My take is that if you’re currently in your accumulation phase, you have enough years ahead of you that we’ll likely experience many corrections (market pull-backs of more than 10% from their recent high point) and several bear markets (market pull-backs of more than 20% from their recent high point) before you make that initial draw. Thus, assuming a 3.5% or 3% draw is too pessimistic.
That’s why I’m sticking with the 4% rule for my own retirement planning. However, to mitigate the risk that I’m wrong and that 3% is the right number, I’m diversifying my retirement income planning so not all of it comes from investment returns (more on that below).
Based on all the above, the simplest plausible way to estimate how much you need to be able to retire is to take your current income, subtract what you’re setting aside each year, and then multiply the remaining number by 25 (so 4% of this new number is equal to your estimated retirement budget).
Here are some examples of what that may mean for you.
The portfolio value you need to retire is approximately 25x your retirement budget
If your reaction is something like “I need to put aside how much?! Over a million bucks?! No way!!!” don’t despair, even if your current retirement portfolio is worth far too close to $0 and far below these mountainous amounts.
Rather than taking mountain-climbing lessons and buying virtual mountain-climbing gear, we can cut those mountains down to a more scalable height.
The first chop will be courtesy of good old Social Security.
Social Security benefits replace a large portion of your income at the lowest levels, and a gradually smaller part as your income grows
I know. I know. If you’re targeting a $100,000 retirement budget, getting $28,000 from Social Security seems completely inadequate.
It is. Social Security benefits were never intended to completely replace your working income, especially if you make a solid middle-class income (or more). However, they do help chop down the mountainous portfolio value you need…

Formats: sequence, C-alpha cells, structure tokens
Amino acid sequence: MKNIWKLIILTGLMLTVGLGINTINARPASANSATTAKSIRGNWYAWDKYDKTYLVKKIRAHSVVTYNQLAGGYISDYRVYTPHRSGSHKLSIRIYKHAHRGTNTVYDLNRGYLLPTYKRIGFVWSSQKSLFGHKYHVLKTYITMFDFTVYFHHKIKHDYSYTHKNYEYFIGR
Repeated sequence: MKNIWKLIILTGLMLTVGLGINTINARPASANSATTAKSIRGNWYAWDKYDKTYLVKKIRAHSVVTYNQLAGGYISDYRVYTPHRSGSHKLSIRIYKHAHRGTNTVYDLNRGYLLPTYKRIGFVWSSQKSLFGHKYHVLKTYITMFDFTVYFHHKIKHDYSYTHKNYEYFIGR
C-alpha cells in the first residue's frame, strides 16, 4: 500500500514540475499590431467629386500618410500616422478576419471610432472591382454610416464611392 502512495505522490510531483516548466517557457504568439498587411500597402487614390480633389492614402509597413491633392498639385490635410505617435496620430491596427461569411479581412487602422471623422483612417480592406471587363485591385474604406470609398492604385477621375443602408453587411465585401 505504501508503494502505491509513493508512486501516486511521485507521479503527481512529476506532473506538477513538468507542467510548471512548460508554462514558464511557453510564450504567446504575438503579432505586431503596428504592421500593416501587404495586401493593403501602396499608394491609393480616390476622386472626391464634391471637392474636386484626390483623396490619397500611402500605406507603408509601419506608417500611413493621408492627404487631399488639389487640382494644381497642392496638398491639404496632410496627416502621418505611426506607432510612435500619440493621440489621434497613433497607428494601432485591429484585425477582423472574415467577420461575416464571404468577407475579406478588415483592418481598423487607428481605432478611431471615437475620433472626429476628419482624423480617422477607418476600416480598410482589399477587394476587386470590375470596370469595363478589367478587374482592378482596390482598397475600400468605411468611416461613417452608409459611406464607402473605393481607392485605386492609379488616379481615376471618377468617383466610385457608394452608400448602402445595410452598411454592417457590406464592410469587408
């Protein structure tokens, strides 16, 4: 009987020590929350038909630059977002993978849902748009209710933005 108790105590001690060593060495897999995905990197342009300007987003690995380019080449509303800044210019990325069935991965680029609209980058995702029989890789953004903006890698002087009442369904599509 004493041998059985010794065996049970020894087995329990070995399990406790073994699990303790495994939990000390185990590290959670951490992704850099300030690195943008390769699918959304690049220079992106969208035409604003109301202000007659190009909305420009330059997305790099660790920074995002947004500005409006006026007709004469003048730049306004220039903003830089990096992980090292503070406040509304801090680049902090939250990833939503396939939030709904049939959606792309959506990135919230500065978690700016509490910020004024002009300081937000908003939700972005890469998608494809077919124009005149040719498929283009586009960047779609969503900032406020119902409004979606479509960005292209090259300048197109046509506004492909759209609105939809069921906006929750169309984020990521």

Your required portfolio size gets dramatically reduced once you consider your expected Social Security benefits
As you can see, for someone trying to replace a $25,000 annual income, the required portfolio size gets cut in half. Even for a $100,000 budget, you can trim your target portfolio by $700,000. That’s not chump change!
Many, if not most, younger Americans believe Social Security will not be there once they retire.
While none of us was given the gift of prophesy, the current best estimate comes from the Congressional Research Service, which estimates that once the Social Security Trust Fund is depleted (in 2035, unless Congress does something before then), promised benefits would need to be cut by 20%.
Not great, but certainly a lot better than being 100% gone, which is what so many (erroneously) expect.
Your required portfolio size gets dramatically reduced, even with only 80% of your promised Social Security benefits
Even at this reduced level, Social Security cuts your required portfolio by more than 40% for a $25,000 retirement budget, and by $560,000 for a $100,000 budget.
Having some other source of income in retirement, even if it’s not a lot, helps even more.